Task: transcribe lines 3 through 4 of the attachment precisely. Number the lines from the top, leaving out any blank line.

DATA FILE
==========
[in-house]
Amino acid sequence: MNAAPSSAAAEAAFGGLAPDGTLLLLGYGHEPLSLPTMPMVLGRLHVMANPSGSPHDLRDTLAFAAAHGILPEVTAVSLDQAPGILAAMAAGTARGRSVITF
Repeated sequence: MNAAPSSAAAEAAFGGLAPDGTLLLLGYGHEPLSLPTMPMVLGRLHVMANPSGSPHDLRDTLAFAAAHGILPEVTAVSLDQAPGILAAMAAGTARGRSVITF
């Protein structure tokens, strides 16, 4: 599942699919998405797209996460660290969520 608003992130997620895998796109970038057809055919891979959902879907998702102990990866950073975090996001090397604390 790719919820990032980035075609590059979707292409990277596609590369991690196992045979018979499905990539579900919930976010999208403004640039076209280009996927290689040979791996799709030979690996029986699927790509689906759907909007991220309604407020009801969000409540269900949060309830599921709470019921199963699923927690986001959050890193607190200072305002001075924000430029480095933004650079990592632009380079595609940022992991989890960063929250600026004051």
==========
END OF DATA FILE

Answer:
Repeated sequence: MNAAPSSAAAEAAFGGLAPDGTLLLLGYGHEPLSLPTMPMVLGRLHVMANPSGSPHDLRDTLAFAAAHGILPEVTAVSLDQAPGILAAMAAGTARGRSVITF
């Protein structure tokens, strides 16, 4: 599942699919998405797209996460660290969520 608003992130997620895998796109970038057809055919891979959902879907998702102990990866950073975090996001090397604390 790719919820990032980035075609590059979707292409990277596609590369991690196992045979018979499905990539579900919930976010999208403004640039076209280009996927290689040979791996799709030979690996029986699927790509689906759907909007991220309604407020009801969000409540269900949060309830599921709470019921199963699923927690986001959050890193607190200072305002001075924000430029480095933004650079990592632009380079595609940022992991989890960063929250600026004051």